Srinagar, July 27: As sun rose on Thursday morning, scores of Shia mourners started their journey from Guru Bazar and moved towards Dal Gate in Kashmir’s largest city Srinagar. The Muharram procession along this traditional route was allowed today after over three decades.
Owing to unfavourable law-and-order situation, Muharram processions along this route were prohibited in 1989. Since then, every year on 8th-Muharram there would be mild and sometimes intense confrontation between security forces and Shia mourners as the latter tried to break the restrictions.
However, the scenes were completely opposite this time, as women, children and men of all ages, donning black clothes, were seen walking and mourning and intermittently resting along the way.
As the first procession started moving at around 5:40 am, sanitizing vans of the SMC, ambulances and police cars were seen leading the way as few elders and strongmen guided the swarm of people while maintaining discipline and ensuring organisation of their particular groups.
And as the procession continued to grow in numbers and crossed Budshah Bridge, leaders of groups rapidly ensured that mourners walk on one side of the road only, while servicemen and their vehicles used the other lane and media persons used the divider to cover the historic event.
Heavy presence of security personnel including police, SOG commandos and CRPF was witnessed as administration vowed to keep the security of the mourners and law-and-order situation in-check.
Kashmir’s top cop ADGP Vijay Kumar also visited the Lal Chowk around 6:00 am to take stock of the situation while expressing his contentment over the arrangements by his men and the cooperation by the mourners.
About the estimated numbers of the people present in the procession, Kumar said it was too early to guess it and that they are “using drones to count the mourners.”
“The total number will be shared later in the day,” Kumar said as he smiled at the peaceful and extraordinary atmosphere.
As overnight rains had cleared the sky, direct sunlight imposed a mild heat, making mourners sit and rest on the footpaths along the road while other members of the procession provided drinks, keeping people including health workers, cops and other commuters hydrated.
SMC workers were seen collecting garbage while groups of young boys accompanying the procession picked up empty water bottles, making sure that in the aftermath, the place wasn’t littered.
Traffic cops, who reported to duty at 5:00 am in the morning said, they didn’t witness any flow of traffic while they were in constant communication over radio with their comrades, updating them about the routes and directions actively.
And as Shia mourners kept coming in groups, reaching M.A Bridge at Dalgate in intervals, over half-a-dozen young boys watching the scenes from above a hill-top adjacent to Takhtesulaiman were enthralled.
“It feels like people are walking in Karbala, I have never seen this my entire life,” said 25-years-old Shahnawaz. A resident of HMT on Srinagar outskirts, Shahnawaz along with his friends had left their places at 4:00 am today to join the procession.
“Yeha chu wariya boad (This is too big)” marked 27-year-old Imran Abbas as he marvelled at the masses.
Abbas recalled how he and other mourners used to gather in a circle and mourn in the Dalgate chowk while simultaneously running and dodging the security forces implementing the restrictions.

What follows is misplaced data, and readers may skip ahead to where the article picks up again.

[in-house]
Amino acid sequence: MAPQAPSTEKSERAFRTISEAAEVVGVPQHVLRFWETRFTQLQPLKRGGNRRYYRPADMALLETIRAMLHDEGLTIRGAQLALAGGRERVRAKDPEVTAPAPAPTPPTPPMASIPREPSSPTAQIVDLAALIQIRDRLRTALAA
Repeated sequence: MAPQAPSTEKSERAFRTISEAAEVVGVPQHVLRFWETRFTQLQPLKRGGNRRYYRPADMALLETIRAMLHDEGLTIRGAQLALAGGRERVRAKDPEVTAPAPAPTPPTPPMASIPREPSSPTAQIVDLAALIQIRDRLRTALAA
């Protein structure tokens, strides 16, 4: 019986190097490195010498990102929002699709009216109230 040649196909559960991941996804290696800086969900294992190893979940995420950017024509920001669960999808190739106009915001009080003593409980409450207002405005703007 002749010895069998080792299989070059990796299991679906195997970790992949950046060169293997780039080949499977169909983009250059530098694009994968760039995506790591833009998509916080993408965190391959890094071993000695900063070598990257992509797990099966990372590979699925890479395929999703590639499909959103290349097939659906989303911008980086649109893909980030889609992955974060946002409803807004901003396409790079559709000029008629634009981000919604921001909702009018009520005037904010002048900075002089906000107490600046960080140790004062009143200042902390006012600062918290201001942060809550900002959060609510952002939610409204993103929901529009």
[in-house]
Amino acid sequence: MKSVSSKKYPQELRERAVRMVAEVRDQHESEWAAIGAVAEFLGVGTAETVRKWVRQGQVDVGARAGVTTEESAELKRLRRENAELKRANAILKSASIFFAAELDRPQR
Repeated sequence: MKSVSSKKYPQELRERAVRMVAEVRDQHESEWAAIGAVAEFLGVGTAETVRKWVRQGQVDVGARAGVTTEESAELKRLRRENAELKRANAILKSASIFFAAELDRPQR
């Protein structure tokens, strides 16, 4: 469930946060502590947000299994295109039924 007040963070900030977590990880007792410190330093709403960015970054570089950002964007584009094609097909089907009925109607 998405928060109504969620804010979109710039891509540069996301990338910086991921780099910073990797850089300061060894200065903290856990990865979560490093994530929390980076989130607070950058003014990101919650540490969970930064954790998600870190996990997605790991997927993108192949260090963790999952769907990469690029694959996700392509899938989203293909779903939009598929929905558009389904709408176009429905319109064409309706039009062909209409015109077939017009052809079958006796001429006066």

And as they tell their anecdotes, they express their happiness about the administration’s decision to allow this religious procession after 34 years.
But as the young were bewildered by the occasion, the older ones in the procession were overwhelmed with emotions.
“Waariya Kaeyl patte haez wuch yi maahol (we saw this atmosphere after a fairly long time),” expressed 76-years-old Mohammad Abdullah Khan.
Donning black Kurta and waist coat, both stripped white, Khan, a resident of central Kashmir’s Budgam says he left his house after offering Fajr prayers and reached Guru Bazar-the starting point of the procession- at 5:45 am.
“Thanks to the administration for all the facilities they are providing,” the septuagenarian said as he commended the cooperation of his fellow Shias.
However, he said, he might have reached earlier but some main roads leading to Srinagar were barricaded, forcing them to take a detour to reach the capital.
His claim was seconded by another middle-aged man from south Kashmir’s Khanabal, who refused to identify himself and said that the authorities had blocked the main road near Pohar, making him and his fellow mourners to reach Srinagar using inner lanes.
Resting on the lane divider near Dalgate’s main market, 59-year-old Wali Mohammad of Pulwama could hardly believe his eyesight.
“It’s like the clock is reversed and I have travelled in a time-machine,” Mohammad remarked as he closed his eyes “to feel the moment.”
He says they would try every year to persuade authorities to allow this procession but to no avail, however, he says he is jubilant as the “forgotten dream has now been fulfilled.”
Flashback to 34-years, Mohammad says in those days, processions were usually taken out in the afternoon, lasting till late evening. “Although the time-slot provided by the admin is very short, it’s a lot after so many years,” he acknowledges and stands up again after hydrating himself.
In those days, mourners came in multitudes, but not everyone was sure of the situation, so many have decided to stay back, he explains.
While administration had given only two-hours-from 6:00am to 8:00am for the procession to be held, the last of mourners crossed the Moulana Azad Road around 10:00 am.
Senior Superintendent of Police (SSP) Traffic (City), Muzaffar Ahmad Shah said they have been releasing traffic as the last group clears the main intersections along the Jehangir Chowk- Dal Gate route.